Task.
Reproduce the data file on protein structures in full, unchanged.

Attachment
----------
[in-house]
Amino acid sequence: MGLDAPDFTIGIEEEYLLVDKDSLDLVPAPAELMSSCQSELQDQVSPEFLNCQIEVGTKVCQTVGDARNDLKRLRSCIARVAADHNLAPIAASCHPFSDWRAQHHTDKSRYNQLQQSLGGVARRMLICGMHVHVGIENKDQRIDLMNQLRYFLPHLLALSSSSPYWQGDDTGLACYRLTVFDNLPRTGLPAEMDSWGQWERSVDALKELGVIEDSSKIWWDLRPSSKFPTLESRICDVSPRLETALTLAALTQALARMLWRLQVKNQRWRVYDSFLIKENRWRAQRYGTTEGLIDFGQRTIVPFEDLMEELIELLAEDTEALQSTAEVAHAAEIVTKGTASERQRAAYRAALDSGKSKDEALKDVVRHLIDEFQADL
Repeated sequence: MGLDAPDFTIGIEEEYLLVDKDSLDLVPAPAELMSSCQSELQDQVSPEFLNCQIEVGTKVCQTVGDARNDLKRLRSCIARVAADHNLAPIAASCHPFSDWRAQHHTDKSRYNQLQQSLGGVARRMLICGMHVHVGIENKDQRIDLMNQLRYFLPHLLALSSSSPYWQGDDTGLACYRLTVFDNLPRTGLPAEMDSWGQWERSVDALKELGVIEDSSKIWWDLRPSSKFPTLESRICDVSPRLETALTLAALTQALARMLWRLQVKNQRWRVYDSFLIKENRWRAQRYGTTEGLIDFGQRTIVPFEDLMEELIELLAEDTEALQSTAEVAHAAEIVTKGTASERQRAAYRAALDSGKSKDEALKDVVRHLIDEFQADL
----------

[in-house]
Amino acid sequence: MGLDAPDFTIGIEEEYLLVDKDSLDLVPAPAELMSSCQSELQDQVSPEFLNCQIEVGTKVCQTVGDARNDLKRLRSCIARVAADHNLAPIAASCHPFSDWRAQHHTDKSRYNQLQQSLGGVARRMLICGMHVHVGIENKDQRIDLMNQLRYFLPHLLALSSSSPYWQGDDTGLACYRLTVFDNLPRTGLPAEMDSWGQWERSVDALKELGVIEDSSKIWWDLRPSSKFPTLESRICDVSPRLETALTLAALTQALARMLWRLQVKNQRWRVYDSFLIKENRWRAQRYGTTEGLIDFGQRTIVPFEDLMEELIELLAEDTEALQSTAEVAHAAEIVTKGTASERQRAAYRAALDSGKSKDEALKDVVRHLIDEFQADL
Repeated sequence: MGLDAPDFTIGIEEEYLLVDKDSLDLVPAPAELMSSCQSELQDQVSPEFLNCQIEVGTKVCQTVGDARNDLKRLRSCIARVAADHNLAPIAASCHPFSDWRAQHHTDKSRYNQLQQSLGGVARRMLICGMHVHVGIENKDQRIDLMNQLRYFLPHLLALSSSSPYWQGDDTGLACYRLTVFDNLPRTGLPAEMDSWGQWERSVDALKELGVIEDSSKIWWDLRPSSKFPTLESRICDVSPRLETALTLAALTQALARMLWRLQVKNQRWRVYDSFLIKENRWRAQRYGTTEGLIDFGQRTIVPFEDLMEELIELLAEDTEALQSTAEVAHAAEIVTKGTASERQRAAYRAALDSGKSKDEALKDVVRHLIDEFQADL